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B.C.D. 03-1
JAN 07 2003
Training Consulting Connection


This is the decision of the Railroad Retirement Board regarding the status of the Training Consulting Connection (TCC) as an employer under the Railroad Retirement and Railroad Unemployment Insurance Acts.

TCC was founded in 1991 and holds itself out as specialists in organization and staff development. It has a client list of approximately 80 companies, one of which is a railroad, Union Pacific Railroad Company. Under a contract with Union Pacific it supplies individuals, who it regards as independent contractors, to train Union Pacific employees in Remote Control Locomotive technology. This technology enables a railroad employee to operate a locomotive with a hand-held device. It is used in switching yards only, to break up and re-form trains, and generally not where there are crossings. Where there are crossings, the device must have a camera associated with it. There is no evidence that TCC is affiliated with a railroad.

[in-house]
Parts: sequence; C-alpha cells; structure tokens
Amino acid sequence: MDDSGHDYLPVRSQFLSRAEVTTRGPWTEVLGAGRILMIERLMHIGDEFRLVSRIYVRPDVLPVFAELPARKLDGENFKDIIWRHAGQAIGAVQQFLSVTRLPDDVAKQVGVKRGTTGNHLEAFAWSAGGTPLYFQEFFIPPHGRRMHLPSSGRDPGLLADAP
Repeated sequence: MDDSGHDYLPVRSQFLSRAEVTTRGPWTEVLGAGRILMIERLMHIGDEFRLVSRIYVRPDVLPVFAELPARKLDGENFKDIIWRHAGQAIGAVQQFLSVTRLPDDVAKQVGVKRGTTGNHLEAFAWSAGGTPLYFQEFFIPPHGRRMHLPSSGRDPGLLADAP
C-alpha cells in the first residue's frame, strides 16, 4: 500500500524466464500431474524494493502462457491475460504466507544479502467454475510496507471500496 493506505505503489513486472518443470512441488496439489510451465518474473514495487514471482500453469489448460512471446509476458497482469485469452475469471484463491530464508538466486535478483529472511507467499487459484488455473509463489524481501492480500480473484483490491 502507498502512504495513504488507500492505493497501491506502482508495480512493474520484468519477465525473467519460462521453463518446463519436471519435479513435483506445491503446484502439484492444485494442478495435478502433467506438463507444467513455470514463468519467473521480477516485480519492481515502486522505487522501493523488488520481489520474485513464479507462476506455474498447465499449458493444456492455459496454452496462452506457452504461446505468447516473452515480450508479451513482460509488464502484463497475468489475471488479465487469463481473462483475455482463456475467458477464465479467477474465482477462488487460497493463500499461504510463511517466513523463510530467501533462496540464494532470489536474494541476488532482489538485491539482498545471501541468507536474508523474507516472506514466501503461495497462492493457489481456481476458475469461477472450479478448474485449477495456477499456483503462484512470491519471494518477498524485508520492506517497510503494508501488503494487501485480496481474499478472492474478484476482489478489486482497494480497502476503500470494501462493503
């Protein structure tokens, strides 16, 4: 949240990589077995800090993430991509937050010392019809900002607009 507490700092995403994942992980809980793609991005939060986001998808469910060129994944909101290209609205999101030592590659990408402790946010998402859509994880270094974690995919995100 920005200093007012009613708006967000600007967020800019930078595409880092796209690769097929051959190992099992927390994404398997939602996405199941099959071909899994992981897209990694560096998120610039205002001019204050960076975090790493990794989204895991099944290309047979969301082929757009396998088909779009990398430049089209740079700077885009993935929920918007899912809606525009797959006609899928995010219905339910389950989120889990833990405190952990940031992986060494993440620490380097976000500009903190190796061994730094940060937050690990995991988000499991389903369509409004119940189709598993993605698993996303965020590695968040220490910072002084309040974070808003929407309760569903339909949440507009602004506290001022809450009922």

There are nine individuals with whom TCC has contracted to provide this training to Union Pacific. All of them are former Union Pacific employees. The technology in which they are training Union Pacific employees is new to railroads in the United States (although apparently it has been in use in Canada for some time). Accordingly, the work these individuals performed for Union Pacific is generally different than that they are performing for TCC.

Section 1(a)(1) of the Railroad Retirement Act (45 U.S.C. § 231(a)(1)), insofar as relevant here, defines a covered employer as: